DIY When It’s HOT: How To Make All Natural Ice Cream
As the days go by, it gets hotter and hotter. With temperatures almost in the triple digits in many places around the country, I, like everyone else, crave a good ol’ fashion refreshment to cool me down. My local ice cream shop is consistently packed with lines around the corner on any given day. On most days it’s a deterrent as I’d rather not have to travel in the heat to stand in a long line for a cone. I also do not care for the expensive and chemical-filled store-bought variety either (say no to red dye 40!). With that being said, I decided to look for a way to indulge in my ice cream passions at home.
Most recipes typically require that you have an an expensive ice cream maker with a freezing chamber that has been pre-frozen for at least 24 hours. I, for one, do not have the money nor the patience for all of that. In deconstructing what makes ice cream great, I broke it down to a few simple components to make creating my own concoction a less than daunting task: air, significantly low temperatures, fat and sugar.
So, ladies and gentlemen, I present to you homemade ice cream that you can customize to your heart’s desire and that is ready to scoop in just six hours. Here’s what you need:
14 oz sweetened condensed milk
1 pint of heavy whipping cream (chilled)
2 tablespoons of alcohol
1 tablespoon of flavoring extract
Two mixing bowls
Hand mixer or large whisk
- Empty out the condensed milk into a bowl.
- Add in your two tablespoons of alcohol. The point of alcohol in this recipe is to lower the freezing point of your ice cream so that you’re able to scoop it.
Here’s where you can get fancy. Since this is the base for your ice cream, you can flavor it as you like. I made a vanilla bean flavor and the alcohol I used was bourbon. I also made a lemon flavor and I used a bit of limoncello and grated in lemon zest. Be adventurous with your flavor pairings.
- Add in one tablespoon of your extract. I urge you to use the best quality ingredients you can find. Imitation extract is a sham and will leave your ice cream tasting a little off.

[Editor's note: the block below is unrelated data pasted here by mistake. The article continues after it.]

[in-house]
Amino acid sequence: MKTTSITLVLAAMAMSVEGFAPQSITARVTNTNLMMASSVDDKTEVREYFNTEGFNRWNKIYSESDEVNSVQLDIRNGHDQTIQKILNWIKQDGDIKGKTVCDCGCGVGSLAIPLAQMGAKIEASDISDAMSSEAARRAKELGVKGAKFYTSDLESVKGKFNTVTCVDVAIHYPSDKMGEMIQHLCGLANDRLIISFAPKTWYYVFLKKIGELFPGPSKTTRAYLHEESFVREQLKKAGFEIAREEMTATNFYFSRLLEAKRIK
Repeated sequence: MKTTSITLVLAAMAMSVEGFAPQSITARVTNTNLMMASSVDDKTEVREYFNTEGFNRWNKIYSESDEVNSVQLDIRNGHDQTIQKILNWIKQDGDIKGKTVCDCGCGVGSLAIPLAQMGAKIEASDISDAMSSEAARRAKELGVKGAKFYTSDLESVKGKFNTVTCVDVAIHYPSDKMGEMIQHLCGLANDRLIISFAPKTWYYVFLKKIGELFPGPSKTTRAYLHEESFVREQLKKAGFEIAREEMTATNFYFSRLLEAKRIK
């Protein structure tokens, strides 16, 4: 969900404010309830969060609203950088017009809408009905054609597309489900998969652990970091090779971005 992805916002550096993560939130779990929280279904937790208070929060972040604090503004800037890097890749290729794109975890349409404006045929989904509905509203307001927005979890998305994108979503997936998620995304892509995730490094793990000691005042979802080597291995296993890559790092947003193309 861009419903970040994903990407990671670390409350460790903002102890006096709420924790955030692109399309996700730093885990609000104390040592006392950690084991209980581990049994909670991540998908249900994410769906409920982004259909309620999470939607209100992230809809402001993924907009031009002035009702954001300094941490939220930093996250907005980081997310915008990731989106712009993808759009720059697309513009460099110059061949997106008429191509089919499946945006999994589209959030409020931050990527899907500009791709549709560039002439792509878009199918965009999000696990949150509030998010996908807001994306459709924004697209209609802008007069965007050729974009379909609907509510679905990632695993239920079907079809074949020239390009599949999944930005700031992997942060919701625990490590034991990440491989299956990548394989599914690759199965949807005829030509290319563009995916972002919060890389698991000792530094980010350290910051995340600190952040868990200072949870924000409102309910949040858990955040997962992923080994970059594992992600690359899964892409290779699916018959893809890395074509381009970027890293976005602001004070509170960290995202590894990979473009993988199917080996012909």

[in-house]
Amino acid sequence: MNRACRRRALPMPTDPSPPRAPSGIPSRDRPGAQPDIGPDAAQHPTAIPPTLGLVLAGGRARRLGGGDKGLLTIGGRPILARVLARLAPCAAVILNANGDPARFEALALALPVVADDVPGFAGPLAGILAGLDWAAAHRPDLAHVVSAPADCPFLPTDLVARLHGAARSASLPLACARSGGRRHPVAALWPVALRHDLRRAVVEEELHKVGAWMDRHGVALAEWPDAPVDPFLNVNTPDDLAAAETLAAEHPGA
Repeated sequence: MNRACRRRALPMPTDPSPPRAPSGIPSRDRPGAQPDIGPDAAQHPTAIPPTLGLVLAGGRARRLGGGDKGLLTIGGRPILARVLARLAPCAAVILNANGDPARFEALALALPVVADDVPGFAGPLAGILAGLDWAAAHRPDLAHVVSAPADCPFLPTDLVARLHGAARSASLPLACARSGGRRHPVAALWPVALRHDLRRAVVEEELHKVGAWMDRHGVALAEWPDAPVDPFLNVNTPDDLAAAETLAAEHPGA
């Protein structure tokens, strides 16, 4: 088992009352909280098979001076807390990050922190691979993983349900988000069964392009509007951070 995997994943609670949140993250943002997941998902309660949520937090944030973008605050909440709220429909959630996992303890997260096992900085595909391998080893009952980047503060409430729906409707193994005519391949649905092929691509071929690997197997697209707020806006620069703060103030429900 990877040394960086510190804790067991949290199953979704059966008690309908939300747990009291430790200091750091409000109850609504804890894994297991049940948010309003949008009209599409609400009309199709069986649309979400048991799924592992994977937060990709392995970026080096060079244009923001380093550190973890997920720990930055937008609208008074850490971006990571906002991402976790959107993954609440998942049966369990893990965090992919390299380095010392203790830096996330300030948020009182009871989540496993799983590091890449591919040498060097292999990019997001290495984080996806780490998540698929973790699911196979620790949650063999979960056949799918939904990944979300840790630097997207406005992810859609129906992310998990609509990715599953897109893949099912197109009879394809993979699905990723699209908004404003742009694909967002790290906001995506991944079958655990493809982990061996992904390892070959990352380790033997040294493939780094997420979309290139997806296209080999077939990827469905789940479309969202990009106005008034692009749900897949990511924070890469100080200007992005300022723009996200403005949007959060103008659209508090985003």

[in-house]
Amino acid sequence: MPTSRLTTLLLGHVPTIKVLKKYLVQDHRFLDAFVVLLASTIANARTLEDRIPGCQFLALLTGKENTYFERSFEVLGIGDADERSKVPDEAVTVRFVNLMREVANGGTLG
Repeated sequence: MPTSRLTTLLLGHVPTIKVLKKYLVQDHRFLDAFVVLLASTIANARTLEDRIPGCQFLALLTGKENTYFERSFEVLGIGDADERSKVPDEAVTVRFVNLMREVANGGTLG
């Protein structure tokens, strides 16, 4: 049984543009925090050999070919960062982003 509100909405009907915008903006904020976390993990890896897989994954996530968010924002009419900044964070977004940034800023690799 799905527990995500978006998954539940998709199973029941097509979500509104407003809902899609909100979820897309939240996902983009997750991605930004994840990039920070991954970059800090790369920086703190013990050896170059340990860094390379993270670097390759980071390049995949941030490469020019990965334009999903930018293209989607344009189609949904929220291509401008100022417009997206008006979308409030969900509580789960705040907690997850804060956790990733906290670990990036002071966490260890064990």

- In a separate bowl – pour out the contents of your heavy whipping cream – and with a hand mixer (or well-fueled elbow grease), whip the cream until it doubles in size and is light and fluffy. Be careful not to over whip or you will begin to churn butter instead of ice cream.
- Gently fold the whipped cream into your condensed milk base. By fold, I mean to be light. Remember, we don’t want to deflate any of that air we worked so hard to incorporate.
Once your ingredients are combined, you should have a creamy but light bowl of ice cream. Gently pour this into a loaf pan or freezer-safe container of your choice and let it refrigerate for at least six hours — at the most, overnight. Here’s how mine looked before freezing:
And here’s how it turned out:
And there you have it! Homemade, natural goodness to stave off this heat. Below are some notes on flavor variations.
Berries and fruits:
The rule of thumb here is to create a puree. I suggest cooking down your fruit (after cutting and deseeding) with a teaspoon of sugar to remove the water in it, otherwise you’d be introducing all of that water into your ice cream. Another alternative is using dried fruit that’s been chopped up to put in your base.
Cookies and candy:
These can be broken up and lightly folded in your finished mix before pouring to freeze it.
I hope you get to try this as the weekend begins! Let me know what kind of flavor pairing ideas you have below.